The Indian government’s vision to expand the infrastructure so as to aid India's growth will require the support of global investments. The US $1.5 trillion (100 lakh crore rupees) infrastructure strategy in the new budget presents opportunities for both domestic and transnational corporations to be part of India's advancement. In the current global space where international trade and commerce is inexorable, protectionist policies of few countries will only trigger serious inequity. A middle-ground approach coupled with a gated globalization, would be the ideal alternative, with India paving the way for other countries to pursue this in the years to come.

However, the COVID-19 crisis has hastened the process of deglobalization and increased the need for strong labour-market protections, universal health insurance, and fortification of national supply chains for essential medical equipment. It has steered nations to reiterate obduracy and reliability in manufacturing over cost savings and efficacy through global outsourcing. As the economic expenditures of the lockdowns increases over time, the enormous supply shock caused by the upheaval in domestic production and international value chains creates a spiraling shift in aggregate demand. However, as COVID-19 galvanizes and ensconces these trends, it is not the principal force driving them. The three significant actions—withdrawal from hyper-globalism, preeminent government action, and reduced growth rates precede the pandemic. And while they can be observed as presenting substantial hazards to human prosperity, it is also probable that they are portents of a more balanced and all-encompassing global economy.

Conceivably the most detrimental prospect India and the world faces in the medium term is a substantial decline in economic growth, notably in developing countries. These developing countries, including India, have had a great quarter-century, with a significant decline in poverty and advancements in sectors of health, education and other growth indicators. Apart from the enormous public health burden of the pandemic, they now stand facing substantial external shocks, for example- an abrupt stop in capital flows and a sharp decline in remittances, travel, and export receipts. However, COVID-19 only accentuates an already existing conundrum of development.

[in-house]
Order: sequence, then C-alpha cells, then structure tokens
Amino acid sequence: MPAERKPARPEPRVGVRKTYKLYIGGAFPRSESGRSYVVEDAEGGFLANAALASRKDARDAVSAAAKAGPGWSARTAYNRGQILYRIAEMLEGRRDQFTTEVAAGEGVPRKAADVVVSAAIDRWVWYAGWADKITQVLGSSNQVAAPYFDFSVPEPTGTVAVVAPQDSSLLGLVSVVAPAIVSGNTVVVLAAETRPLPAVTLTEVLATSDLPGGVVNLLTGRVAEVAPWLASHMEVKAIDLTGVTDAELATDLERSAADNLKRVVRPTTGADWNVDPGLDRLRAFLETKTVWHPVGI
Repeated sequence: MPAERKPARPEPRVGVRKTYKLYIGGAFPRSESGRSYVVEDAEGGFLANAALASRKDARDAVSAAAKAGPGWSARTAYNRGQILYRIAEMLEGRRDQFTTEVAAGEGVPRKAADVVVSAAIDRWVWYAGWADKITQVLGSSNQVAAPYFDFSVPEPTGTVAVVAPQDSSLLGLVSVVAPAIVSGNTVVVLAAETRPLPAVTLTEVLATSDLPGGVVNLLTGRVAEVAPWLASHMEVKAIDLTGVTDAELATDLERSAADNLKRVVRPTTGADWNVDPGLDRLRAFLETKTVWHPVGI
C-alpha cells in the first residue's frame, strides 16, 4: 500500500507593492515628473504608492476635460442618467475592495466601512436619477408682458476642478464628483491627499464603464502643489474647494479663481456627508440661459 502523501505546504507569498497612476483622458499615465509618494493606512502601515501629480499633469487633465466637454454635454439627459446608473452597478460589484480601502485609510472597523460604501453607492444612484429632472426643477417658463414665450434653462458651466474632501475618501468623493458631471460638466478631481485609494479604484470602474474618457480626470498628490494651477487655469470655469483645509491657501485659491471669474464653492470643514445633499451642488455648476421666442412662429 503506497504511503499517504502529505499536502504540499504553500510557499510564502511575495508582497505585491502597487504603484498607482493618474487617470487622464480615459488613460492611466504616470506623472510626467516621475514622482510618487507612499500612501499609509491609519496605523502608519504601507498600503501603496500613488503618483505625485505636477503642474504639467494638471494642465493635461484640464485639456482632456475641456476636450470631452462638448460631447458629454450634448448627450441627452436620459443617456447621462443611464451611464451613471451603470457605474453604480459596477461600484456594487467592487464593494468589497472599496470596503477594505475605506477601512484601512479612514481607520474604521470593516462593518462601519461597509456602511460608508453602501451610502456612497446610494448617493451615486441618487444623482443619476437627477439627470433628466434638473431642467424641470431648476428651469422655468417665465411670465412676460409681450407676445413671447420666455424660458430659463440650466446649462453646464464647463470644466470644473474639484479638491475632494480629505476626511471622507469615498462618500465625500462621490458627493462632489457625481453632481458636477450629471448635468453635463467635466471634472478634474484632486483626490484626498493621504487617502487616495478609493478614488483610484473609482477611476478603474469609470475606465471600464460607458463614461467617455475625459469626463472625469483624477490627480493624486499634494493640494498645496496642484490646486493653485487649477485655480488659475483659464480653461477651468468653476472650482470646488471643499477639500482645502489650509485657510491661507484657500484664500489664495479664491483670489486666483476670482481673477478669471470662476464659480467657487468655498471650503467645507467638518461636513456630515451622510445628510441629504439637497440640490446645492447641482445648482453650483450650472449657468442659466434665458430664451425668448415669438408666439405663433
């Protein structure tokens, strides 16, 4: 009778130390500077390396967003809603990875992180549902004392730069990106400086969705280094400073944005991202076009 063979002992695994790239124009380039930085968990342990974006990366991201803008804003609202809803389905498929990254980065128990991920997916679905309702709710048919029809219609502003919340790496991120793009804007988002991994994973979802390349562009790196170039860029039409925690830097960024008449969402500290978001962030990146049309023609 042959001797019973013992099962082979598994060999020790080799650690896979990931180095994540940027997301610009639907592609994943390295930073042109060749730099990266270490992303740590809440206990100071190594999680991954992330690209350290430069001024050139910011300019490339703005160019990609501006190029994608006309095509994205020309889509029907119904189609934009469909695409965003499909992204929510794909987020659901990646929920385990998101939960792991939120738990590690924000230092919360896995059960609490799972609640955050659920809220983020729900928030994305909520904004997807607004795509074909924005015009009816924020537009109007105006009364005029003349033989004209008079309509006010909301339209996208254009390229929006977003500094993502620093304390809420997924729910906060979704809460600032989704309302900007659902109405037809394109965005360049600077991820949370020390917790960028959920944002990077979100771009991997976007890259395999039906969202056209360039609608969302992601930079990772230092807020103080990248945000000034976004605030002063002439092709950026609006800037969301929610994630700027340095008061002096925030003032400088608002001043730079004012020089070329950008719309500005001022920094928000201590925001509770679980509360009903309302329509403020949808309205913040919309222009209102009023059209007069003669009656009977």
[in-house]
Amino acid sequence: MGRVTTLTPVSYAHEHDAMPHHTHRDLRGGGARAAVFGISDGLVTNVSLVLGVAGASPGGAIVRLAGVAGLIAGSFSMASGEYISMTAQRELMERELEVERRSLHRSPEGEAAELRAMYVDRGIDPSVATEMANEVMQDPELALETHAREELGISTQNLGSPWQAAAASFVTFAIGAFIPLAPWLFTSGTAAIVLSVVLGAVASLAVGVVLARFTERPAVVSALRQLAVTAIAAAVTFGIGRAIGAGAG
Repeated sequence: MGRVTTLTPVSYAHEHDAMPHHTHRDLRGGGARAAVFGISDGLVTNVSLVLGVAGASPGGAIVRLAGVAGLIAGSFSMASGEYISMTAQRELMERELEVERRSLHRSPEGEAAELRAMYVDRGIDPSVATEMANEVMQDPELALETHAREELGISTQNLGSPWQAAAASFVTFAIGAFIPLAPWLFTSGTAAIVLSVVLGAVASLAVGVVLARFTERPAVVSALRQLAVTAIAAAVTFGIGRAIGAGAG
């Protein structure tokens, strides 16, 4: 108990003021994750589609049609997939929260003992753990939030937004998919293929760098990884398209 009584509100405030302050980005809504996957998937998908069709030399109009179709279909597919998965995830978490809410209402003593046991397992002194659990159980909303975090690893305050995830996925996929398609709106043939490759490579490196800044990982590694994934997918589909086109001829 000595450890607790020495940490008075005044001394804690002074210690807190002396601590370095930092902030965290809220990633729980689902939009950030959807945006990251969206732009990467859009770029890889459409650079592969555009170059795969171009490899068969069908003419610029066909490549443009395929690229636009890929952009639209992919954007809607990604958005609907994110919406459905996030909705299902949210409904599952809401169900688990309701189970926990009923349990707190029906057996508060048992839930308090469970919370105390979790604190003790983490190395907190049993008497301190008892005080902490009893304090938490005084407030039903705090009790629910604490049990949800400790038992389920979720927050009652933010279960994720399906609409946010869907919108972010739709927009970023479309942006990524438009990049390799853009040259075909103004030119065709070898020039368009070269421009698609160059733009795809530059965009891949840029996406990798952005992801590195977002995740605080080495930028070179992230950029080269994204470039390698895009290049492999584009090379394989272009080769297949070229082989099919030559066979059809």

The development and progress outside of East Asia were centred around demand-side dynamics, which are public investment and natural resources(mineral deposits) that were untenable. Export-oriented industrial development being the most steadfast engine for a perdurable phase of development, seems to have eroded. Developing nations will currently have to depend on new growth models as the pandemic might be the eye-opener necessary to recalibrate progress and reinvigorate the broader conception of globalization that is essential. In so far as the global economy is concerned, it was previously on a precarious yet untenable path, and the COVID-19 crisis only further elucidates the compunctions we face and the choices we must make.4 Although much headway has been made in both the nations and world's capability to react to a public health emergency, the healthcare facilities of several powerful countries have borne the deleterious impact of the pandemic.

Even the most precocious nations with complex infrastructures, public health and hygiene that have endured epidemiological alterations are facing obstacles in managing the pandemic. Nonetheless, less advanced countries have been overwhelmed, with many states being incompetent to effectively control the pandemic due to the lack of resources, infrastructure, tenuous administrations, and impoverished populations.5 The pandemic unveiled and exacerbated inequalities among low, middle and high-income countries, thereby revealing the need for globalization and cooperation among states. In each of these facets, legislators have choices to make wherein - better or worse consequences are feasible. However, the destiny of the world economy pivots not around what the virus does but on how we decide to react. Thus, deglobalization in contemporary times would do more harm than good as countries around the world should act as part of one integral chain keeping the stride of progress and innovation alive.

Name of the Author- Arnold Stanley


1 Opinion | The choices we make will shape the post-pandemic world, , (last visited May 27, 2021).

2 The impact of COVID-19 on globalization - ScienceDirect, , (last visited May 27, 2021).

3 HCL aims to inoculate 3.5 lakh India staff before June 30, investing over Rs 100 crore on vaccines, , (last visited May 27, 2021).

4 Nistha Shrestha et al., The impact of COVID-19 on globalization, 11 One Heal. 100180 (2020).

5 The impact of COVID-19 on globalization - ScienceDirect, supra note 3.

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India in the Post Pandemic World. Globalization, Impact and Future
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india, post, pandemic, world, globalization, impact, future
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Arnold Stanley (Author), 2021, India in the Post Pandemic World. Globalization, Impact and Future, Munich, GRIN Verlag,